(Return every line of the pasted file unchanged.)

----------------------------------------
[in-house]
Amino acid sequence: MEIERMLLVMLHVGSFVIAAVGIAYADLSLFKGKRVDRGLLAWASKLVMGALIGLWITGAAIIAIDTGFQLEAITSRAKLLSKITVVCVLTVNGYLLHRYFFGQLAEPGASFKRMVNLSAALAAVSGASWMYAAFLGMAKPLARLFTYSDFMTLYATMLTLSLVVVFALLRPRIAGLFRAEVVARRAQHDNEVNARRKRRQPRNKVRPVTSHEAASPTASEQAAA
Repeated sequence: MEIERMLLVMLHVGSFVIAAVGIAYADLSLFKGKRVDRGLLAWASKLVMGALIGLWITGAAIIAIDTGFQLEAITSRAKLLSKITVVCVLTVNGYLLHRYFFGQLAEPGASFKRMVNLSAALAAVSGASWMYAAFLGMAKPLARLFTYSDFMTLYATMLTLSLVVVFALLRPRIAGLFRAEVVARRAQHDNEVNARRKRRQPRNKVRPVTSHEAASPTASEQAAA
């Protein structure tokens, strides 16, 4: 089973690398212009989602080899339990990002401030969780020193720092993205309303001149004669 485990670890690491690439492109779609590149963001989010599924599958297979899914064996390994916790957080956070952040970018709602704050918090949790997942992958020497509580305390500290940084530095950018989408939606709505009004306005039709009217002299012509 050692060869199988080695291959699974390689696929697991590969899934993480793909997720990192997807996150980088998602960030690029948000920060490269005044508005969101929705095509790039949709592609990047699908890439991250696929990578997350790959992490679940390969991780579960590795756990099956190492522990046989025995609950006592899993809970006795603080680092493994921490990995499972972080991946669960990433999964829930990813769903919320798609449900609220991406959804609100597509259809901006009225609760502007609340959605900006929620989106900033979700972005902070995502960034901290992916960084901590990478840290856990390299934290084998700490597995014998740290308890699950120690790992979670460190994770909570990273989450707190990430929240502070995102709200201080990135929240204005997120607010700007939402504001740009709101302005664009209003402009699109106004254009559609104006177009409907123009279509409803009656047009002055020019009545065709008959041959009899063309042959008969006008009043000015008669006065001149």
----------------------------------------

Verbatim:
[in-house]
Amino acid sequence: MEIERMLLVMLHVGSFVIAAVGIAYADLSLFKGKRVDRGLLAWASKLVMGALIGLWITGAAIIAIDTGFQLEAITSRAKLLSKITVVCVLTVNGYLLHRYFFGQLAEPGASFKRMVNLSAALAAVSGASWMYAAFLGMAKPLARLFTYSDFMTLYATMLTLSLVVVFALLRPRIAGLFRAEVVARRAQHDNEVNARRKRRQPRNKVRPVTSHEAASPTASEQAAA
Repeated sequence: MEIERMLLVMLHVGSFVIAAVGIAYADLSLFKGKRVDRGLLAWASKLVMGALIGLWITGAAIIAIDTGFQLEAITSRAKLLSKITVVCVLTVNGYLLHRYFFGQLAEPGASFKRMVNLSAALAAVSGASWMYAAFLGMAKPLARLFTYSDFMTLYATMLTLSLVVVFALLRPRIAGLFRAEVVARRAQHDNEVNARRKRRQPRNKVRPVTSHEAASPTASEQAAA
């Protein structure tokens, strides 16, 4: 089973690398212009989602080899339990990002401030969780020193720092993205309303001149004669 485990670890690491690439492109779609590149963001989010599924599958297979899914064996390994916790957080956070952040970018709602704050918090949790997942992958020497509580305390500290940084530095950018989408939606709505009004306005039709009217002299012509 050692060869199988080695291959699974390689696929697991590969899934993480793909997720990192997807996150980088998602960030690029948000920060490269005044508005969101929705095509790039949709592609990047699908890439991250696929990578997350790959992490679940390969991780579960590795756990099956190492522990046989025995609950006592899993809970006795603080680092493994921490990995499972972080991946669960990433999964829930990813769903919320798609449900609220991406959804609100597509259809901006009225609760502007609340959605900006929620989106900033979700972005902070995502960034901290992916960084901590990478840290856990390299934290084998700490597995014998740290308890699950120690790992979670460190994770909570990273989450707190990430929240502070995102709200201080990135929240204005997120607010700007939402504001740009709101302005664009209003402009699109106004254009559609104006177009409907123009279509409803009656047009002055020019009545065709008959041959009899063309042959008969006008009043000015008669006065001149």